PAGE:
Talcum powder and ovarian cancer – As many as 2,200 cases of ovarian cancer diagnosed each year may have been caused by regular use of talcum powder. Talc is a mineral made of up various elements including magnesium, silicon and oxygen. Talc is ground to make talcum powder which is used to absorb moisture and is widely available in various products including baby powder and adult products including body and facial powder. Talc products used regularly in the genital area increase the risk of ovarian cancer. In February 2016, a jury found Johnson & Johnson knew of the cancer risks associated with its talc products but failed to warn consumers and awarded the family of our client $72 million. She died of ovarian cancer after using J&J talc-containing products for more than 30 years. This case was the start of the litigation that followed. Ted Meadows heads up our talc litigation team handling individual claims. Leigh O'Dell heads up the team of lawyers handling the talc multidistrict litigation (MDL). Contact:,, or

JUUL vaping devices – The use of JUUL and other vaping devices has reached epidemic levels, especially among teenagers and young adults. JUUL and other vape device manufacturers fueled this epidemic by targeting and deceiving youth and adolescents with misleading social media marketing and sweet, fruit-flavored pods containing high levels of nicotine. Use of these products has been associated with numerous adverse health effects, such as seizures, nicotine addiction, nicotine poisoning, breathing problems, behavioral and psychological problems, and other serious health conditions. Contact:, or

Bone Cement – The type of bone cement used during knee replacement surgery affects the outcome of that surgery. High viscosity bone cement (HVC) boasts shorter mixing and waiting times and longer working and hardening phases, meaning surgeons can handle and apply the cement earlier than with low- or medium-viscosity cements. Although HVC may be more convenient to use, there is mounting evidence that the bond it produces is not as strong. Researchers have observed more early failures with the use of HVC, even when used in combination with a previously well-performing implant. Complications associated with knee replacements performed with HVC include loosening and debonding (where the implant fails to adhere to the cement interface on the shin or thigh bone), which requires revision surgery. Other reported problems include new onset chronic pain and instability. Contact:, or

Zantac – Zantac is used to treat and prevent ulcers in the stomach and intestines. It also treats conditions in which the stomach produces too much acid, such as Zollinger-Ellison syndrome, gastroesophageal reflux disease (GERD) and other conditions in which acid backs up from the stomach into the esophagus, causing heartburn. Zantac was voluntarily recalled from the market on Sept. 13, 2019. We are currently investigating claims for those who used Zantac and were diagnosed with certain types of cancer, including liver, bladder, stomach, colon, kidney and pancreatic cancer. Contact: or

Belviq – On Feb. 13, 2020, the FDA issued a Drug Safety Communication requesting that weight-loss drug Belviq and Belviq XR be removed from the market. Based upon the results of a recent clinical trial, the FDA said the potential risk of various cancers, including pancreatic, colorectal, and lung cancers, outweighed any of Belviq's benefits. The FDA instructed Belviq users to immediately discontinue its use. Sadly, the manufacturers of Belviq, Eisai, Inc., and Arena Pharmaceuticals, were aware that Belviq use was associated with an increased risk of cancer long before Belviq was approved for marketing by the FDA. In fact, their own pre-marketing studies had initially detected the risk, and the FDA had originally refused to approve Belviq for marketing in 2009 due to the risks of cancer. Only after these companies submitted additional or re-evaluated data masking the risk of cancer did the FDA grant regulatory approval for Belviq in 2012. Beasley Allen is investigating cases involving diagnoses of cancer following Belviq use. Contact:, or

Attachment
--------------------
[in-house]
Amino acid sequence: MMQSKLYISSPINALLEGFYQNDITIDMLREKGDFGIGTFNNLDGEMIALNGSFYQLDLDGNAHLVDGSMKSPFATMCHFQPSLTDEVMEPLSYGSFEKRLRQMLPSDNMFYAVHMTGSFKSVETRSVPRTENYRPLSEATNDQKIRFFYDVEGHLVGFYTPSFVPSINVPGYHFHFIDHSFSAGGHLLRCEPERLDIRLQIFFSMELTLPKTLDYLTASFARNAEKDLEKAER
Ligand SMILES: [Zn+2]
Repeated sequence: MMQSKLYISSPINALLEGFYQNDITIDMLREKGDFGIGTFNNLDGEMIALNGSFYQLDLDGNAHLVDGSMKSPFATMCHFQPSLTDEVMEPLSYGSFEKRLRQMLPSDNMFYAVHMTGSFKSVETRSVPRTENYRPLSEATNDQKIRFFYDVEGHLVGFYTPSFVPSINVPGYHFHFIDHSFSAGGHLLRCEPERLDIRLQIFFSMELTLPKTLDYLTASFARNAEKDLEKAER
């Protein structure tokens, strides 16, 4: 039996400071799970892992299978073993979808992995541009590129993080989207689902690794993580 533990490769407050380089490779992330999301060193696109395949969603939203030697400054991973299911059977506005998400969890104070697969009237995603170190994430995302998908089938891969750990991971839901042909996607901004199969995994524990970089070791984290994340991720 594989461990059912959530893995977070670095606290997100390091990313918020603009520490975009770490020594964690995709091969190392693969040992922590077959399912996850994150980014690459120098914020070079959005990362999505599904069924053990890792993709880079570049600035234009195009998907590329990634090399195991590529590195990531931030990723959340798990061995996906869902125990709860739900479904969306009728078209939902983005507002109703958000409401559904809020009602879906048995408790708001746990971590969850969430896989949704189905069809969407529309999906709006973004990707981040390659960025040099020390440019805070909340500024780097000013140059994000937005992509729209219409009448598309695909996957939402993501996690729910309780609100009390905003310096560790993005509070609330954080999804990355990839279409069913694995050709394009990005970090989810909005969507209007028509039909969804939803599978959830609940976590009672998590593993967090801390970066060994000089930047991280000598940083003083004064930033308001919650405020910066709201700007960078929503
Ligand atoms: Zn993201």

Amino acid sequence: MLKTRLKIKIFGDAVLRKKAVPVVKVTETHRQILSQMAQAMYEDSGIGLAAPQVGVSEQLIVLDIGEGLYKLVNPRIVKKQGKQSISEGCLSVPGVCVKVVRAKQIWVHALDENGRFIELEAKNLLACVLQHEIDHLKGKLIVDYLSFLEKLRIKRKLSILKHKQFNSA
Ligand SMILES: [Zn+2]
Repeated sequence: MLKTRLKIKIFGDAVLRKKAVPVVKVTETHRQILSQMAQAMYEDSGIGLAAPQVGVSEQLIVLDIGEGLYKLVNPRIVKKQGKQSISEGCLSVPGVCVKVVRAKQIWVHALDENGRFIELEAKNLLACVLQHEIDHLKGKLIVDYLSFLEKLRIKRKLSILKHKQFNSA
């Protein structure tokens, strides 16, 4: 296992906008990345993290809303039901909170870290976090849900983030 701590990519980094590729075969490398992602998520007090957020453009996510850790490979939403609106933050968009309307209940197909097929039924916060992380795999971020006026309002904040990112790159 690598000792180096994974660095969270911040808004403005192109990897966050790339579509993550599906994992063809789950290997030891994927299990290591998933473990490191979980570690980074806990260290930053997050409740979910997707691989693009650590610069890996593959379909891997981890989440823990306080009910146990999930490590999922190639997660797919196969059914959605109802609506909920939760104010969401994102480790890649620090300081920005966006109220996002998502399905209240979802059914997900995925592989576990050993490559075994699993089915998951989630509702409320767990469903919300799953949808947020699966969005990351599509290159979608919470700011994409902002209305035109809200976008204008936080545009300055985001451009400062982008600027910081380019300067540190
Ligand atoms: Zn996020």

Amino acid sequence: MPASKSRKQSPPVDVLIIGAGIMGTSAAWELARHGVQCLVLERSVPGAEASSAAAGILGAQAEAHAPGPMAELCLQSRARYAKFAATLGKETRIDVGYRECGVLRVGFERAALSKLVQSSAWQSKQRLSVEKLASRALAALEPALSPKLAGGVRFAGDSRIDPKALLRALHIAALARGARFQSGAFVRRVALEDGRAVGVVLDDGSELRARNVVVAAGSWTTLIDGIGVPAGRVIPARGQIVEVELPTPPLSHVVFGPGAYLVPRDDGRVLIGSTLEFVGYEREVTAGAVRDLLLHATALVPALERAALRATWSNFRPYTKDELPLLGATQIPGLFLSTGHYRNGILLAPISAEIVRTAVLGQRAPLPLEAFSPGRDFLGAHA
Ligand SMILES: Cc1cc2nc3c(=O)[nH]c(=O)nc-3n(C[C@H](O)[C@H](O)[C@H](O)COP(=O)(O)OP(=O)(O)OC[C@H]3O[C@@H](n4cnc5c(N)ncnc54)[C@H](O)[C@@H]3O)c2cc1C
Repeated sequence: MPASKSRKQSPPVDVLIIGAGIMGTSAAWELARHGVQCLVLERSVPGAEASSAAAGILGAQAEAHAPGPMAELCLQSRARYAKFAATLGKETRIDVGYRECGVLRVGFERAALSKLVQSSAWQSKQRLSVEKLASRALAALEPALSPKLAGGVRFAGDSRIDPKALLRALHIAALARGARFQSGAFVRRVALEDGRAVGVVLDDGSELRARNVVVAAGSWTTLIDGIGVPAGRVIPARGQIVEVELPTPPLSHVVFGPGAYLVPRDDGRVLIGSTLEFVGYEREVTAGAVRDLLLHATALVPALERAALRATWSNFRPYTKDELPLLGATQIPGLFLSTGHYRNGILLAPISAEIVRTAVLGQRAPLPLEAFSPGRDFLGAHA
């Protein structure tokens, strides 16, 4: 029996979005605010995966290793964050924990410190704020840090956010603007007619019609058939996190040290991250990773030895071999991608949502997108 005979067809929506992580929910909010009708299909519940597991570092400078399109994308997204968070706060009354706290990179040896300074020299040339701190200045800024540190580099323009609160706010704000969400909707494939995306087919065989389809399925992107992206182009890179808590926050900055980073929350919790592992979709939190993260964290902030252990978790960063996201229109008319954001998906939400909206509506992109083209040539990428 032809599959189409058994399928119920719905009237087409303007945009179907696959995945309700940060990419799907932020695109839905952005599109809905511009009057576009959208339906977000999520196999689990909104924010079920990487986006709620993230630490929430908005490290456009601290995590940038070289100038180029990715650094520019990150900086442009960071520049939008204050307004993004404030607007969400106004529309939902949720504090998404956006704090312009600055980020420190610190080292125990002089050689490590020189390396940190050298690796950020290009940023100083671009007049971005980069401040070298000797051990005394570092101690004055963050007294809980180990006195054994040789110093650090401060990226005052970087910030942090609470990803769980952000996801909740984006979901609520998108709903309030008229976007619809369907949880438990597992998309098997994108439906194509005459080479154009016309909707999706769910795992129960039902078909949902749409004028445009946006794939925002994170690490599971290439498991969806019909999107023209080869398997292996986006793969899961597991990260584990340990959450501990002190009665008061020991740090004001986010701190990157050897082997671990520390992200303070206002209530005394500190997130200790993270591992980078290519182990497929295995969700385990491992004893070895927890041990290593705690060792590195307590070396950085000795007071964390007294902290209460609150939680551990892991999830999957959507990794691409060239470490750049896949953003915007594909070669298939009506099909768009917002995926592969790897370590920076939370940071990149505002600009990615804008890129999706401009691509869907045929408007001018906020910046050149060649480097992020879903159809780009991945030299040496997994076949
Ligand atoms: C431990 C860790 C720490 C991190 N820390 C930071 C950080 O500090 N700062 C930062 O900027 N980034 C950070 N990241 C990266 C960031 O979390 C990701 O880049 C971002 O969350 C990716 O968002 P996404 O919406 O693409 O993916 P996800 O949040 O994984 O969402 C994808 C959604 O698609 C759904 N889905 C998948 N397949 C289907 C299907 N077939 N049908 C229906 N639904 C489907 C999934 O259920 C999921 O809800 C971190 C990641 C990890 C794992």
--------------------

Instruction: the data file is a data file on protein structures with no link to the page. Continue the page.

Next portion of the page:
Proton Pump Inhibitors – Proton pump inhibitors (PPIs) such as Nexium, Prilosec and Prevacid were introduced in the late 1980s for the treatment of acid-related disorder of the upper gastrointestinal tract, including peptic ulcers and gastrointestinal reflux disorders, and are available both as prescription and over-the-counter drugs. Beasley Allen is currently investigating PPI-induced Acute Interstitial Nephritis (AIN), which is a condition where the spaces between the tubules of the kidney cells become inflamed. The injury appears to be more profound in individuals older than 60. While individuals who suffer from AIN can recover, most will suffer from some level of permanent kidney function loss. In rare cases individuals suffering from PPI-induced AIN will require kidney transplant. PPIs also have been connected with causing gastric/stomach cancer and Beasley Allen is investigating these cases as well. Contact: or

Metal-on-Metal Hip Replacement parts – The FDA has ordered a review of all metal-on-metal hip implants due to mounting patient complaints. Problems with metal-on-metal include, but are not limited to loosening, metallosis (ie: tissue or bone death), fracturing, and/or corrosion and fretting of these devices, which require revision surgery. Many patients that require revision surgery due to these devices suffer significant post-revision complications. We are investigating all cases involving metal-on-metal hip implants, including the DePuy Orthopaedics ASR XL Acetabular System and the DePuy ASR Hip Resurfacing System, recalled in August 2010; the Stryker Rejuvenate and ABG II modular-neck stems, recalled in July 2012; the Stryker LFIT Anatomic v40 Femoral Head (recalled August 29, 2016); the Zimmer Durom Cup, and the Biomet M2A “38mm” and M2A-Magnum hip replacement systems, which have not been recalled. Reported problems include pain, swelling and problems walking. Contact: or